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Parsing Docker Commands

Bit of a powershell themed post this week as I haven’t had that much time to research so this one falls firmly into the “what I’ve been doing this week” category.

My company moved to using containers a while ago now, it’s been really fun setting up and I’ve written about the architecture and process (here)

But, so that you don’t have to click the above link, I’ll quickly recap what we’re doing now.

We use containers but aren’t on Windows Server 2016 or SQL Server 2016 so we’re using a product called Windocks that allows earlier versions of SQL Server to run in containers on earlier versions of Windows Server.

We have a physical host running the Windocks daemon and all our app VMs contact the host to build and reference SQL instances within containers. Each container is built from a custom image that contains stripped down versions of our production databases that we call baselines.

Each month (it’ll be more frequent soon) we update the custom image by: –

  • Creating new baselines of our production databases from backups
  • Committing those backups to TFS
  • Deleting the old image from docker repository
  • Building a new image from a dockerfile referencing those backups
  • Committing the new image

What I’ve been working on is the automation of the new image once new baselines are checked into source control.

One of the requirements that’s come out of this is the ability to parse the docker images & docker ps commands.

These commands give you an overview of what’s on your docker host, the images you have in your repository and what containers you have (and what state they’re in).

What I needed to do was parse those commands so I could work out things like: –

  • What images do we have available?
  • What version are those images (when were they built)?
  • What size are the images?
  • How many containers have been built?
  • When were the containers built?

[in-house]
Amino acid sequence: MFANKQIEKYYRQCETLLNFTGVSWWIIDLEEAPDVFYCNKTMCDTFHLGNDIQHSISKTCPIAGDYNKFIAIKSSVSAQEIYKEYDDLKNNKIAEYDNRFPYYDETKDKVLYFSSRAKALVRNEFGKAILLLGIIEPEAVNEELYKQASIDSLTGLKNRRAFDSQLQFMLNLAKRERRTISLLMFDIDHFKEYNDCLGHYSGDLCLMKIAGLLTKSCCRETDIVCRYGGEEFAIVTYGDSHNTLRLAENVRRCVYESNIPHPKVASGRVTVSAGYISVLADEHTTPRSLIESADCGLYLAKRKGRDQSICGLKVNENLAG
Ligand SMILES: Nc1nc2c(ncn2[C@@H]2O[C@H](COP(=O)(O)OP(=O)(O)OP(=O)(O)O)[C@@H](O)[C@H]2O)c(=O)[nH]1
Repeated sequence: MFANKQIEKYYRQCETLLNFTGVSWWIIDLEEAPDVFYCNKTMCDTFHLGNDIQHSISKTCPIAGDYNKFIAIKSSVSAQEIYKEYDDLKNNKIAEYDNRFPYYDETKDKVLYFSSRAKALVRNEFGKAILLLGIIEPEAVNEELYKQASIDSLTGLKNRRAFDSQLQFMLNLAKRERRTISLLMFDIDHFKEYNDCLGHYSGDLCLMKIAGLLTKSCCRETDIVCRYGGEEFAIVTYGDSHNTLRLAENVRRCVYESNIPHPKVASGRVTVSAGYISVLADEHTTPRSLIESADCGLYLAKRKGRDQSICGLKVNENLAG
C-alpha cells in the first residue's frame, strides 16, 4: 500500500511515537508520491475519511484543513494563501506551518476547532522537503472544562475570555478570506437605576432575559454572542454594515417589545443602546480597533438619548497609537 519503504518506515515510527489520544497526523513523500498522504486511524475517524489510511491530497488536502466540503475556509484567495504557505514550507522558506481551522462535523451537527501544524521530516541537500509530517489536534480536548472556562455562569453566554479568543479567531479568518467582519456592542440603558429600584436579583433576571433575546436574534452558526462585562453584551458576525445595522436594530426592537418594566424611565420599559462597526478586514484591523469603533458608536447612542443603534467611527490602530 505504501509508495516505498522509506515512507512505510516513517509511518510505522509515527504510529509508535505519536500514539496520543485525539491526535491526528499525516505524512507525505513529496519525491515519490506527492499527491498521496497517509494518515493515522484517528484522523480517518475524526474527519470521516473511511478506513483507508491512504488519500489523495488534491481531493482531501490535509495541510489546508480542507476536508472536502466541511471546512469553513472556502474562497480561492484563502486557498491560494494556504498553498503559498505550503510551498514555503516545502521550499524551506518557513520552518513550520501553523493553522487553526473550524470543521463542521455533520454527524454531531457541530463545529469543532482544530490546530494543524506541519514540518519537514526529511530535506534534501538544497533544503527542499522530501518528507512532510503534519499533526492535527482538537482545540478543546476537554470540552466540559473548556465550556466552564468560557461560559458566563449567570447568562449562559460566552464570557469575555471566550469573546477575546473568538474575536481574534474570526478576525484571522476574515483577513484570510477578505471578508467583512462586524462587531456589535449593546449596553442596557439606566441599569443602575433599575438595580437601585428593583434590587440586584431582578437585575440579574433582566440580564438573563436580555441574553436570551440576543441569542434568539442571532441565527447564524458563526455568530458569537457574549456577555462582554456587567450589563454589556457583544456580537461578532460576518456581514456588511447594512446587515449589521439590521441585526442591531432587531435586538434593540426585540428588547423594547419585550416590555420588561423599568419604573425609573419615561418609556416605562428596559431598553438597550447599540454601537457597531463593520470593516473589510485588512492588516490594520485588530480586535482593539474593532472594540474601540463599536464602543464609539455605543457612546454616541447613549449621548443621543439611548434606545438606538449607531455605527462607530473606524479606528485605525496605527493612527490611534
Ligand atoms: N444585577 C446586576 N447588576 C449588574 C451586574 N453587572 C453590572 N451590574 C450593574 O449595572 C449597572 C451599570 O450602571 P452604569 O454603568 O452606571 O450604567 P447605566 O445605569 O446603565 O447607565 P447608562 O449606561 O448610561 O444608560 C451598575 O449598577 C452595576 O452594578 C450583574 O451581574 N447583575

• What state are the containers in?

I needed to be able to gather this information and pass it into commands so that my scripts would be able to work out how to proceed. So I’ve written a bit of code in order to do just that.

This is a bit of a change for me, I usually just drop code into my posts but as it’s still a work in process, what I’ve done is create a GitHub account and uploaded the script. You can find it here: – https://github.com/dbafromthecold/parsedockercommands

Really simple to use, just change the variables at the top to your environment and you’re off. The only slightly tricky bit is making sure that your docker engine is configured for remote administration but I’ve also fully detailed how to set that up here.

What you’ll end up with is two arrays holding details of all the images and containers on your host which you can then use for, well, whatever!

There’s probably better ways of doing this but it’s always fun to work out how to do this yourself. I’m more than open to suggestions on how to improve the script so let me know if you have anything. ??

Thanks for reading!

The DBA Who Came In From The Cold

I’m Andrew Pruski and I am a SQL Server DBA with 5 years experience in database development and administration.

The online SQL Server community has helped me out immensely throughout my career, whether from providing reference material in blog posts, or answering my (sometimes obscure) questions on forums. So, to try and say thank you, I would like to contribute my own experiences in the hope that they could benefit someone out there.

So here’s my general ramblings and thoughts about working as a SQL Server DBA.

You can find me on twitter @DBAFromTheCold

If you have any feedback on my blog please send me an email to dbafromthecold@gmail.com.


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